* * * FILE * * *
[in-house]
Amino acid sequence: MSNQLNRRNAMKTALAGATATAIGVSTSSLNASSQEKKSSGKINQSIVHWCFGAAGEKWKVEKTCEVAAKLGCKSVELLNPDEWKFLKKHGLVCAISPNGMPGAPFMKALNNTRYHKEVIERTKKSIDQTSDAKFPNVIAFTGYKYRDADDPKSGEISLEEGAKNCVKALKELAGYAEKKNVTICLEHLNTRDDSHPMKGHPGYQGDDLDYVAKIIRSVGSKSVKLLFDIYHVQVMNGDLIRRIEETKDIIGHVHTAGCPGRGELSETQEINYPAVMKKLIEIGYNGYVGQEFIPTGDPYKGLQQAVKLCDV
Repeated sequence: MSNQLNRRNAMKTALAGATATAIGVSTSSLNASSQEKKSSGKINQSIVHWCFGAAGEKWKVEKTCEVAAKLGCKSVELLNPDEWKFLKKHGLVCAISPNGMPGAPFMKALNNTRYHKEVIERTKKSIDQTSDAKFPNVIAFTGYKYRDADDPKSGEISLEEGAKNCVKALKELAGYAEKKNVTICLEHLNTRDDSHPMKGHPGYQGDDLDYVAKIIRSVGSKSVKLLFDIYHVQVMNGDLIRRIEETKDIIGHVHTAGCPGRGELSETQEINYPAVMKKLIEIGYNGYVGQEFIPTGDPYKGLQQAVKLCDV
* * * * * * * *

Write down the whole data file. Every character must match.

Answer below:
[in-house]
Amino acid sequence: MSNQLNRRNAMKTALAGATATAIGVSTSSLNASSQEKKSSGKINQSIVHWCFGAAGEKWKVEKTCEVAAKLGCKSVELLNPDEWKFLKKHGLVCAISPNGMPGAPFMKALNNTRYHKEVIERTKKSIDQTSDAKFPNVIAFTGYKYRDADDPKSGEISLEEGAKNCVKALKELAGYAEKKNVTICLEHLNTRDDSHPMKGHPGYQGDDLDYVAKIIRSVGSKSVKLLFDIYHVQVMNGDLIRRIEETKDIIGHVHTAGCPGRGELSETQEINYPAVMKKLIEIGYNGYVGQEFIPTGDPYKGLQQAVKLCDV
Repeated sequence: MSNQLNRRNAMKTALAGATATAIGVSTSSLNASSQEKKSSGKINQSIVHWCFGAAGEKWKVEKTCEVAAKLGCKSVELLNPDEWKFLKKHGLVCAISPNGMPGAPFMKALNNTRYHKEVIERTKKSIDQTSDAKFPNVIAFTGYKYRDADDPKSGEISLEEGAKNCVKALKELAGYAEKKNVTICLEHLNTRDDSHPMKGHPGYQGDDLDYVAKIIRSVGSKSVKLLFDIYHVQVMNGDLIRRIEETKDIIGHVHTAGCPGRGELSETQEINYPAVMKKLIEIGYNGYVGQEFIPTGDPYKGLQQAVKLCDV